Rev. Brian Henderson-Pastor
Trinity Lutheran Church,
http://www.tlcsd.org and
Our Redeemer Lutheran Church
http://orlcsd.org

Click here for audio of this message

“And this is the name by which he will be called: ‘The Lord is our righteousness.” [Jeremiah 23:6b]

img_0040Who do you say Jesus is? This maybe the most important question you could be asked, and it is critical that you not only know the answer, but that you believe it. Today, many people love to give an answer that they feel comfortable with; an answer that won’t offend and offers hope in a way that they feel will be most appreciated. But God will not allow you to be comfortable with any answer but His own. Jesus is not simply your source of strength in trying times; Jesus is not your illustration to prove a political point; Jesus is not your last resource in desperate times. You see, Jesus alone is your only source of righteousness before God the Father; Jesus is our righteousness.

This morning, if you say that Jesus is your King, well very good, but what do you mean by that?

You see, He is more that just someone great who rules over your life. He is more than “your” king. By His birth He is the Son of David, and the people who called out to Him in our Gospel lesson (Matthew 21:1-9), were correct in acknowledging Him as their true King. But He is oh so much more that the King of the Jews.

He is a king indeed, and there is none other like Him; He has a kingdom that is not of this world, and it is the type of Kingship that will last forever. The subjects of other kings must humbly come to them, but this King comes to His subjects, humbly seated upon a donkey. Other kings draw all of their income from their subjects, but this King gives all that He has and is to a people who do not seek Him, nor do they care to know Him as He truly is.

This King has a proper title that also defines His person; He is the Christ. Christ is the Greek translation of the Hebrew word Mashiach, which we translate as Messiah. Both words mean “the Anointed One,” or if you prefer “the Crowned One,” or better yet, “the King.” It was the Jewish name for the Lord who God had promised through the prophets. It was upon His shoulders that the government would rest, and His Kingdom would be established and upheld “with righteousness for this time forth and forevermore.”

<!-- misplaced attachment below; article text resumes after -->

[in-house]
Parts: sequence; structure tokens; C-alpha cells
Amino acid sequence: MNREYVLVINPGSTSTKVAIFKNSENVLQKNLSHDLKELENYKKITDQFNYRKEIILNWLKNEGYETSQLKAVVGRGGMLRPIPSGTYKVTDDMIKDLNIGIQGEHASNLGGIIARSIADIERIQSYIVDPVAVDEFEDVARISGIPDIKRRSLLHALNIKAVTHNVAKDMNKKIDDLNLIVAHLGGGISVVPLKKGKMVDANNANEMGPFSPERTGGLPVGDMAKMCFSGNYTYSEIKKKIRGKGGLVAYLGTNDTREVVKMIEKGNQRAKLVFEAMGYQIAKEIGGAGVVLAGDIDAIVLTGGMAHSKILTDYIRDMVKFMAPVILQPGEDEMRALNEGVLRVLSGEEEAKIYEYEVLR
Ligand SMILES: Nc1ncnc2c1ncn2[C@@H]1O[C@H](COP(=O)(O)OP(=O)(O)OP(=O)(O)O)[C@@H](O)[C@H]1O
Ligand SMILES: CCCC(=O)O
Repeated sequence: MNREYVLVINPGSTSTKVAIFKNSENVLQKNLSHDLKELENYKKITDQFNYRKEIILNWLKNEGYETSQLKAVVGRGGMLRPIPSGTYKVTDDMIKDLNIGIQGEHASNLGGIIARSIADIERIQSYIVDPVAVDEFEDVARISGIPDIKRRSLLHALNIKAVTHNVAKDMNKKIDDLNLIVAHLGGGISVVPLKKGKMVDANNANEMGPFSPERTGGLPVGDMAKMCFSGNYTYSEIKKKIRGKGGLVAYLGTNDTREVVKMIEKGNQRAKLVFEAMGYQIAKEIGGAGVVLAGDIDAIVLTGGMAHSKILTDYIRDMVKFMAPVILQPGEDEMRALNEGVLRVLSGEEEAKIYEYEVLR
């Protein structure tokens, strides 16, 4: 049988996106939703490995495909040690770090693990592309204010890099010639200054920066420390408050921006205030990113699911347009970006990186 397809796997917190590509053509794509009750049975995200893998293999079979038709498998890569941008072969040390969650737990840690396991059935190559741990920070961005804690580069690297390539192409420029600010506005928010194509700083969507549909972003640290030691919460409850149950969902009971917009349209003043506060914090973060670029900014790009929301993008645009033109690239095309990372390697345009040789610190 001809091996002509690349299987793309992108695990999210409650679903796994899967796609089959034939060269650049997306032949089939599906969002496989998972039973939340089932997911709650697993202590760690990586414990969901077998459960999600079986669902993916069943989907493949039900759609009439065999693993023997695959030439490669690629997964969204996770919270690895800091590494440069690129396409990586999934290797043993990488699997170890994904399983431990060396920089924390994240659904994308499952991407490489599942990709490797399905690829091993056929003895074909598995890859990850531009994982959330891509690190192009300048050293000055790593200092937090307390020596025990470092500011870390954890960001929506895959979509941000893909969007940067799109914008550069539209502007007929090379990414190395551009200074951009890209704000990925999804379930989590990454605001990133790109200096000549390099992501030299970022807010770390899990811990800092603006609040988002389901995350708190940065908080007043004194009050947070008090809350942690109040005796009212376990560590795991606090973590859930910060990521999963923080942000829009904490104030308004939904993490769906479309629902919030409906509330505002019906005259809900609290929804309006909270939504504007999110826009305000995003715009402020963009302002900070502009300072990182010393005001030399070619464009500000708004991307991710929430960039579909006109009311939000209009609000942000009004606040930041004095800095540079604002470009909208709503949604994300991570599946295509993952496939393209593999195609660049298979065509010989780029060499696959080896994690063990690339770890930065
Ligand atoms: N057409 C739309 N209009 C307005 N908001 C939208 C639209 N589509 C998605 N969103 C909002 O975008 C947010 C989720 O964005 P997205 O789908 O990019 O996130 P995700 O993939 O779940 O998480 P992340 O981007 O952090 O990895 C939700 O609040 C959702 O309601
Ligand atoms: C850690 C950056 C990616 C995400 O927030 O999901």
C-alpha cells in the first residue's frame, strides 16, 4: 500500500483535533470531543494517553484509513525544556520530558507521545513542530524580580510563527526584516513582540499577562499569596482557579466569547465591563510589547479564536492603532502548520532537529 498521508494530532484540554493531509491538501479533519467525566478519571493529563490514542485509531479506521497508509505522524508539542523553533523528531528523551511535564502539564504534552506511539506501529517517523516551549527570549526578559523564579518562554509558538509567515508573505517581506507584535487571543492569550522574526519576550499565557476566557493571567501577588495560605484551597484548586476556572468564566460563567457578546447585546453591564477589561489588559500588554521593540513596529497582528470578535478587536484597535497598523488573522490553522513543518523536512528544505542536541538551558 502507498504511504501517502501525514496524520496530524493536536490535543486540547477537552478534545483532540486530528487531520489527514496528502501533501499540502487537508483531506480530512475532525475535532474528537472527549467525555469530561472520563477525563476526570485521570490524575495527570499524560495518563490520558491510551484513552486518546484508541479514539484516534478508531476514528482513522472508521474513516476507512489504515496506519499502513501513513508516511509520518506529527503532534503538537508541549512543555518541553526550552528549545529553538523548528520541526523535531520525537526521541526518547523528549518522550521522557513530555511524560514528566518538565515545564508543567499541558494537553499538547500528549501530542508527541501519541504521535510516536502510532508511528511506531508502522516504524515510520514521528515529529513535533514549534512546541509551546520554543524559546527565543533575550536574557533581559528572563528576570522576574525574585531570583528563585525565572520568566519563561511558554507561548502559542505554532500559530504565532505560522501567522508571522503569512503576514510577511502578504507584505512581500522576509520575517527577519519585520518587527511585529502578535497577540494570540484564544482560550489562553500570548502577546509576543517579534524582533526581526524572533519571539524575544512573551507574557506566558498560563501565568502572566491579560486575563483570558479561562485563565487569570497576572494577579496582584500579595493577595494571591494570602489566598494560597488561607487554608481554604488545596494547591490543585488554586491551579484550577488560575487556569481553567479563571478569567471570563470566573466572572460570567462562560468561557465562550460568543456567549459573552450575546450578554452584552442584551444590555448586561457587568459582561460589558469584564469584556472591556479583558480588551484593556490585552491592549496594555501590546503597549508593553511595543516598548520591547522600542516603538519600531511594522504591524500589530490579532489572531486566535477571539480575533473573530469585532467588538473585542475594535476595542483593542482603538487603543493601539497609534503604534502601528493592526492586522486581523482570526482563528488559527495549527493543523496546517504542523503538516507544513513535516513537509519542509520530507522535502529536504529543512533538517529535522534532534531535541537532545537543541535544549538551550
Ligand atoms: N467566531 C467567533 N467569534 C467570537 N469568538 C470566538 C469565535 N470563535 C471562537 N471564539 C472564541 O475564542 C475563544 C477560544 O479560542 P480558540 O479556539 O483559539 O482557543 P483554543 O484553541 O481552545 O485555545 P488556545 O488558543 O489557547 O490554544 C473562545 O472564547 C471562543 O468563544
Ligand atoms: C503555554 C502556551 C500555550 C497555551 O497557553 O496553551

When the people shouted, “Hosanna! Blessed is He who comes in the name of the Lord, even the King of Israel” (John 12:13), this was a tribute to the Messiah of God. The church today offers the same tribute to our Lord today, on this first Sunday in Advent, and also on Palm Sunday. The lessons for this Sunday say the same as our own Hosanna: Jesus is the Christ, He is God’s Messiah, the Promised One that will come again, our King, the Lord of the whole creation. He alone is our righteousness!

“So you are a king?” Pilate asked. And Jesus answered: “You say that I am a king. For this I was born, and for this I have come into the world.” It was no accident that Jesus was born of the lineage of David, of royal blood. And yet He was not Just a descendant of royalty. He himself says to the Pharisees that even David called Him Lord. This King existed in the time of David, and even before Abraham was, and He is Lord over all. All of history before and after His birth had its goal in Him. Since humankind has risen in defiance of God, God has planned this way—the only possible way of salvation for His children. In the fullness of time God sent His Son. All of the long preparation of Israel has its meaning only because it pointed forward and prepared the way for Christ.